“View of Toledo” by El Greco
“View of Toledo” by El Greco is one of only two surviving landscapes by El Greco and is among the most famous depictions of the sky in Western art. El Greco’s expressive handling of colour and form was unique in the history of art and in this painting, he takes liberties with the actual layout of buildings which are re-arranged for effect. The Council of Trent (1545 to 1563) had banned landscape painting, so this work is one of the first Spanish landscape painting of its time.
The painting’s symbolism is related to the history and heritage of the city during the time this painting was created. Charles I’s royal court was in Toledo, and the town served as the imperial capital until 1561 after which the Spanish court was moved to Madrid. This painting was painted shortly after the royal capital, and the Spanish court left Toledo behind. This painting was also influenced by El Greco’s background in Byzantine art.
Doménikos Theotokópoulos, widely known as El Greco, Spanish for “The Greek”, was a painter, sculptor and architect of the Spanish Renaissance. The artist normally signed his paintings with his full birth name in Greek letters, Δομήνικος Θεοτοκόπουλος (Doménikos Theotokópoulos), often adding the word Κρής (Krēs, “Cretan”). He is best known for elongated figures and for marrying Byzantine traditions with those of Western painting.
El Greco was born in Crete, which at that time was part of the Republic of Venice, and the centre of Post-Byzantine art. He trained and became a master of Byzantine art before travelling to Venice to work; then he moved to Rome, where he opened a workshop and executed a series of works. In 1577, he moved to Toledo, Spain, where he lived and worked until his death. In Toledo, El Greco received several major commissions and produced his best-known paintings.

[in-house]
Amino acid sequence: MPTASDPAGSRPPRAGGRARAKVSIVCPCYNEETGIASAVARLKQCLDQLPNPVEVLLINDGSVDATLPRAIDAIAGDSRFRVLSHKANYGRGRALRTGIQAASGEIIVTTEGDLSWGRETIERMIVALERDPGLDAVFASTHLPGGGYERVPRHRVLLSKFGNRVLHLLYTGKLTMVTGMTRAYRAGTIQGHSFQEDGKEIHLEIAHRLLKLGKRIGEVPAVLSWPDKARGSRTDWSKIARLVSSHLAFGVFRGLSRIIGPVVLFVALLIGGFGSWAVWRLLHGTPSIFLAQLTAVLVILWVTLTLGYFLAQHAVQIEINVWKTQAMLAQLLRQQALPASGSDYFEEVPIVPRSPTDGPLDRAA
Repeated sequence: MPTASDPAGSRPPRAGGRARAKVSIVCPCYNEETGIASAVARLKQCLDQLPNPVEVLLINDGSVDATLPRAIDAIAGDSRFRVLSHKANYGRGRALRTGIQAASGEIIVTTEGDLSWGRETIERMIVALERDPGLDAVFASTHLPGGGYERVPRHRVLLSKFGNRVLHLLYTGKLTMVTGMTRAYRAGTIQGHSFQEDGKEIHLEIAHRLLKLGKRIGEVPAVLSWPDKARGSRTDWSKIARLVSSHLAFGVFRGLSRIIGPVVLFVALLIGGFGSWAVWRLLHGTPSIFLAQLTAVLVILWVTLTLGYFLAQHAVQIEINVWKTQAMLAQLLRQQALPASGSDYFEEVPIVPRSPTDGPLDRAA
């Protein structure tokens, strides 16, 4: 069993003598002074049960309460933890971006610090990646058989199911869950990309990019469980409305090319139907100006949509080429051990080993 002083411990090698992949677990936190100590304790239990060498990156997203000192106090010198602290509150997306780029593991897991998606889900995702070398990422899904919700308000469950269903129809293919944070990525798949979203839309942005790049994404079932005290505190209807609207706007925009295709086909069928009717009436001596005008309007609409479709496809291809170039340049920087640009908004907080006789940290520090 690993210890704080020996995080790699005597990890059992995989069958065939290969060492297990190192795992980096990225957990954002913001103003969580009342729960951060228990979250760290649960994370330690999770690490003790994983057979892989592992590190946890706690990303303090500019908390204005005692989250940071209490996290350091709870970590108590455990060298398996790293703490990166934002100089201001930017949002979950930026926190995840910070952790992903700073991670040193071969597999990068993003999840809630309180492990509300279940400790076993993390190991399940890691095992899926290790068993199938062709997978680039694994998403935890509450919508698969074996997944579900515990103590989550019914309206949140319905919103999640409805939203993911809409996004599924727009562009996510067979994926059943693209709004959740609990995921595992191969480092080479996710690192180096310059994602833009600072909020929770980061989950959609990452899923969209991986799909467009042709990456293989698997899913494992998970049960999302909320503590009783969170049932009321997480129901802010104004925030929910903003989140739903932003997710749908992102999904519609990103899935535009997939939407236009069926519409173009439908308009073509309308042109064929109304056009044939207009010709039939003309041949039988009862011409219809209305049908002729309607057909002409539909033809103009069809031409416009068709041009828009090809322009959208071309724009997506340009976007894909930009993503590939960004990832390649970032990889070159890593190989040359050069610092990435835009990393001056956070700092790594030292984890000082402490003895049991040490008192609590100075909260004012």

El Greco’s style was met with puzzlement by his 16th-century contemporaries, but he found greater appreciation in modern times and is today regarded as a precursor of both Expressionism and Cubism. His works were a source of inspiration for poets and writers, and he is considered, as an artist, so individual that he belongs to no conventional school.
- Why did El Greco paint so few landscapes?
- Why is the sky in this painting so famous?
Explore European Paintings in the MET
- “Pygmalion and Galatea” by Jean-Léon
- “Saint Jerome as Scholar” by El Greco
- “Portrait of Juan de Pareja” by Diego Velázquez
- “Camille Monet on a Garden Bench” by Claude Monet
- “View of Toledo” by El Greco
- “The Musicians” by Caravaggio
- “The Death of Socrates” by Jacques-Louis David
- “The Harvesters” by Pieter Bruegel the Elder
- “Young Woman Drawing” by Marie-Denise Villers
- “The Grand Canal, Venice” by J. M. W. Turner
- “The Houses of Parliament (Effect of Fog)” by Claude Monet
- “Madame Cézanne in a Red Dress” by Paul Cézanne
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View of Toledo
- Title: View of Toledo
- Artist: El Greco
- Year: 1599
- Medium: Oil on panel
- Dimensions: 47.7 × 42.7 in (121.2 × 108.5 cm)
- Museum: Metropolitan Museum of Art – MET
- Name: El Greco – “The Greek”
- Greek: Doménikos Theotokópoulos
- Birth: 1541 – Heraklion, Crete
- Died: 1614 (aged 73) – Toledo, Spain
- Nationality: Greek
- Movement: Mannerism
“Painting is easy when you don’t know how,
but very difficult when you do.”
– Edgar Degas
Photo Credit: [CC0], via Wikimedia Commons